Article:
According to Penn State food scientist, Jay Dubost, the common mushrooms found on produce shelves at the grocery, like white buttons, criminis, and portabellas, provide more antioxidant power than most vegetables. As an added bonus, mushrooms, especially the Asian varieties, are uniquely high in a class of beneficial polysaccharides that enhance immune function.
Cooked mushrooms maintain their antioxidant capacity and make an excellent substitute for meat because of their savory flavor and meaty texture. I throw mushrooms into most of my soups, stews, spaghetti, and sauces as a quick and simple way to jack up nutritional value and flavor.
This is an easy and scrumptious side dish that is filled with nutritional zip.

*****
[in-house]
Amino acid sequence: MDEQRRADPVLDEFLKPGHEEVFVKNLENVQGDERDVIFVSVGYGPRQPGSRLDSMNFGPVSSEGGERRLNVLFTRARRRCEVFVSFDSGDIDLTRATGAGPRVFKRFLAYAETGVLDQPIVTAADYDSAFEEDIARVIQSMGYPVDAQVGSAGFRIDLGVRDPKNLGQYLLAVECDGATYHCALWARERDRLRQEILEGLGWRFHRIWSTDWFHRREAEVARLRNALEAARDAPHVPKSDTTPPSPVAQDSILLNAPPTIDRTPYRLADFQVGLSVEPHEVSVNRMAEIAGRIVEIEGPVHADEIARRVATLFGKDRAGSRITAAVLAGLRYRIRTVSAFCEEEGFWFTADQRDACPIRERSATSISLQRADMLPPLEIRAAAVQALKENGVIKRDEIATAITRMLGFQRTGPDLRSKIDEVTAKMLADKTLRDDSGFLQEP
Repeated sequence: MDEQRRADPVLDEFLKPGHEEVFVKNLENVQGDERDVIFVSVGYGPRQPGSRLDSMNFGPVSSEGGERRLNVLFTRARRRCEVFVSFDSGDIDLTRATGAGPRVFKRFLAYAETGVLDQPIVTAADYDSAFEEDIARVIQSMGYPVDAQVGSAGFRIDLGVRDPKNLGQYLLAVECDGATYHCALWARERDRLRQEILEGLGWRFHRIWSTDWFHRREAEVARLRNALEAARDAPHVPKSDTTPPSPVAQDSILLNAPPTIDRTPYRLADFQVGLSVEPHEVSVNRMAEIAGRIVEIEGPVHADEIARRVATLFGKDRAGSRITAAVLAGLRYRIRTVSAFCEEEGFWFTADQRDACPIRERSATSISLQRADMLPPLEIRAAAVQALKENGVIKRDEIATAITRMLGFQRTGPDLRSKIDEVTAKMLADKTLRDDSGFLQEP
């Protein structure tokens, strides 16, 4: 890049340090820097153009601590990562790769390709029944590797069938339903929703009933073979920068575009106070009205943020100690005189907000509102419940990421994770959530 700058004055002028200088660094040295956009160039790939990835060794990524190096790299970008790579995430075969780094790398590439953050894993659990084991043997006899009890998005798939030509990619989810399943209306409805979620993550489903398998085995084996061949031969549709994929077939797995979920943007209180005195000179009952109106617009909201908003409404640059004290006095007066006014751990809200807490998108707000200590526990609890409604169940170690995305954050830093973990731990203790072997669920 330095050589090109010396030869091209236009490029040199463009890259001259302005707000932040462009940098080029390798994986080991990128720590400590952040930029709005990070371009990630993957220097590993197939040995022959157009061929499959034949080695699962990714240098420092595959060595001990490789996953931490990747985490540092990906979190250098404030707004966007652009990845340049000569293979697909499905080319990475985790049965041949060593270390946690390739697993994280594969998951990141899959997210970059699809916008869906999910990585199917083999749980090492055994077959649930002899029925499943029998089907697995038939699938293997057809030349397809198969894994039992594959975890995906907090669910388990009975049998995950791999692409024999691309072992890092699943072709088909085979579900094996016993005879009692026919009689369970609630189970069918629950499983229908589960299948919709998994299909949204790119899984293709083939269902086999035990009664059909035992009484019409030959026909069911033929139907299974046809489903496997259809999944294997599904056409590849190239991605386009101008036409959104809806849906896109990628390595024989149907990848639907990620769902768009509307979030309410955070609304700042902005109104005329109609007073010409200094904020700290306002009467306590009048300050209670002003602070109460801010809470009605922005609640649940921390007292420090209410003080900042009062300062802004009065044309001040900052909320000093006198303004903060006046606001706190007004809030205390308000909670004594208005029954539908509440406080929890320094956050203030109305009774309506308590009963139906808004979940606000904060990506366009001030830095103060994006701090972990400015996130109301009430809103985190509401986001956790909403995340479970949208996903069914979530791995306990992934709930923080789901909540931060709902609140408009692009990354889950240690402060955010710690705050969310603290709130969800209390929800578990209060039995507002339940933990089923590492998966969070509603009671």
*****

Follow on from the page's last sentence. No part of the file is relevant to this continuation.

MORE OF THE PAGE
Heat olive oil over medium high heat in a skillet. Add asparagus, onions, mushrooms, salt, and pepper, and sauté stirring often to prevent burning but allowing the vegetables to develop browned, roasted spots. When the asparagus begin to release moisture, about 3-4 minutes, add garlic, reduce heat to low, and cover with a lid so they can steam in their own moisture until they are crisp-tender, about 2 minutes. Squeeze in the fresh lemon juice, more pepper, and serve.
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